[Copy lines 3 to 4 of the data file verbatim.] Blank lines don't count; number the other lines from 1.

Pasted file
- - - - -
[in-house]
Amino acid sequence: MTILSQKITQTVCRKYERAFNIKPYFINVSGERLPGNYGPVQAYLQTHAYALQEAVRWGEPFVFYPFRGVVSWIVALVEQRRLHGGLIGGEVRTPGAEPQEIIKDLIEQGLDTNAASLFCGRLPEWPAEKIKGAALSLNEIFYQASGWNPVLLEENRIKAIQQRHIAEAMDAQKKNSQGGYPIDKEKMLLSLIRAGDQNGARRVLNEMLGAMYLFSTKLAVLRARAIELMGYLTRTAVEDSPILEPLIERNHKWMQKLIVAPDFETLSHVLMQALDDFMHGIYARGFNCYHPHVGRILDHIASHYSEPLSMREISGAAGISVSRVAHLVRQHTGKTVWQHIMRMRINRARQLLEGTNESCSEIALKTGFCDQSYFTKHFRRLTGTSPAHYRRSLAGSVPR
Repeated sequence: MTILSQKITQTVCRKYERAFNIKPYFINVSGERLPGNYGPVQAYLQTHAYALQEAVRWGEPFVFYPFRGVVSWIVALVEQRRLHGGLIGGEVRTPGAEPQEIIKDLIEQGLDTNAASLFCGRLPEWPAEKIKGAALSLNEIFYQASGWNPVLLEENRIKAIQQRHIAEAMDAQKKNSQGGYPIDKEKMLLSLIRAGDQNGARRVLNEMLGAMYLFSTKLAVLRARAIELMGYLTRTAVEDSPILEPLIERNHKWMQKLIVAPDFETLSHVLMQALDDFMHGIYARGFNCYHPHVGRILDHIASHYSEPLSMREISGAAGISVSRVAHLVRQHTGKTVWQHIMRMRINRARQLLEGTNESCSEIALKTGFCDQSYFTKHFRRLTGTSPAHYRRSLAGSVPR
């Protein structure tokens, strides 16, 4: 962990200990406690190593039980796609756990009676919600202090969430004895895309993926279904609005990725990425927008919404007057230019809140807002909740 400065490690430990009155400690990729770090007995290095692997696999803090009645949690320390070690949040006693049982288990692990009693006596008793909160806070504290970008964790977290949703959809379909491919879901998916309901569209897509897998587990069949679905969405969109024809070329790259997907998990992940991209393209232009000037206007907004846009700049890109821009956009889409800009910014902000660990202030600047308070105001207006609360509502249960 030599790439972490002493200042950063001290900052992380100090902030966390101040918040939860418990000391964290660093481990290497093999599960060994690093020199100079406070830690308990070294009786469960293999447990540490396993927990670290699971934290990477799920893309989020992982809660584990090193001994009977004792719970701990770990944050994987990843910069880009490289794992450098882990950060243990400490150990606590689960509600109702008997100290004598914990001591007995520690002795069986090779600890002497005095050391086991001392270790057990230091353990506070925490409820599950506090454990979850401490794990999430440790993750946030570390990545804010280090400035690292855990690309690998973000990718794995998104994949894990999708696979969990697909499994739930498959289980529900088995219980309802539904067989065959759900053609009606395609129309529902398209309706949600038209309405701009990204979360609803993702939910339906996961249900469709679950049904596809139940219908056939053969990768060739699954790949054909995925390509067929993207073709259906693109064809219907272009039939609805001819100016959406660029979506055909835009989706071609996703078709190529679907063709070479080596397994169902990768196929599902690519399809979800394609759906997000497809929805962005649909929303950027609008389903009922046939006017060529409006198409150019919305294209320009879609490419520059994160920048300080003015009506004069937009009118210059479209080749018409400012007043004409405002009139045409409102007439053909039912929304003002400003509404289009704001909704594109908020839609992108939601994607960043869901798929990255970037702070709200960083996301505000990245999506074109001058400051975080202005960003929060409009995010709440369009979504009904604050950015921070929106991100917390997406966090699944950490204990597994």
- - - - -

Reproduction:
Repeated sequence: MTILSQKITQTVCRKYERAFNIKPYFINVSGERLPGNYGPVQAYLQTHAYALQEAVRWGEPFVFYPFRGVVSWIVALVEQRRLHGGLIGGEVRTPGAEPQEIIKDLIEQGLDTNAASLFCGRLPEWPAEKIKGAALSLNEIFYQASGWNPVLLEENRIKAIQQRHIAEAMDAQKKNSQGGYPIDKEKMLLSLIRAGDQNGARRVLNEMLGAMYLFSTKLAVLRARAIELMGYLTRTAVEDSPILEPLIERNHKWMQKLIVAPDFETLSHVLMQALDDFMHGIYARGFNCYHPHVGRILDHIASHYSEPLSMREISGAAGISVSRVAHLVRQHTGKTVWQHIMRMRINRARQLLEGTNESCSEIALKTGFCDQSYFTKHFRRLTGTSPAHYRRSLAGSVPR
């Protein structure tokens, strides 16, 4: 962990200990406690190593039980796609756990009676919600202090969430004895895309993926279904609005990725990425927008919404007057230019809140807002909740 400065490690430990009155400690990729770090007995290095692997696999803090009645949690320390070690949040006693049982288990692990009693006596008793909160806070504290970008964790977290949703959809379909491919879901998916309901569209897509897998587990069949679905969405969109024809070329790259997907998990992940991209393209232009000037206007907004846009700049890109821009956009889409800009910014902000660990202030600047308070105001207006609360509502249960 030599790439972490002493200042950063001290900052992380100090902030966390101040918040939860418990000391964290660093481990290497093999599960060994690093020199100079406070830690308990070294009786469960293999447990540490396993927990670290699971934290990477799920893309989020992982809660584990090193001994009977004792719970701990770990944050994987990843910069880009490289794992450098882990950060243990400490150990606590689960509600109702008997100290004598914990001591007995520690002795069986090779600890002497005095050391086991001392270790057990230091353990506070925490409820599950506090454990979850401490794990999430440790993750946030570390990545804010280090400035690292855990690309690998973000990718794995998104994949894990999708696979969990697909499994739930498959289980529900088995219980309802539904067989065959759900053609009606395609129309529902398209309706949600038209309405701009990204979360609803993702939910339906996961249900469709679950049904596809139940219908056939053969990768060739699954790949054909995925390509067929993207073709259906693109064809219907272009039939609805001819100016959406660029979506055909835009989706071609996703078709190529679907063709070479080596397994169902990768196929599902690519399809979800394609759906997000497809929805962005649909929303950027609008389903009922046939006017060529409006198409150019919305294209320009879609490419520059994160920048300080003015009506004069937009009118210059479209080749018409400012007043004409405002009139045409409102007439053909039912929304003002400003509404289009704001909704594109908020839609992108939601994607960043869901798929990255970037702070709200960083996301505000990245999506074109001058400051975080202005960003929060409009995010709440369009979504009904604050950015921070929106991100917390997406966090699944950490204990597994």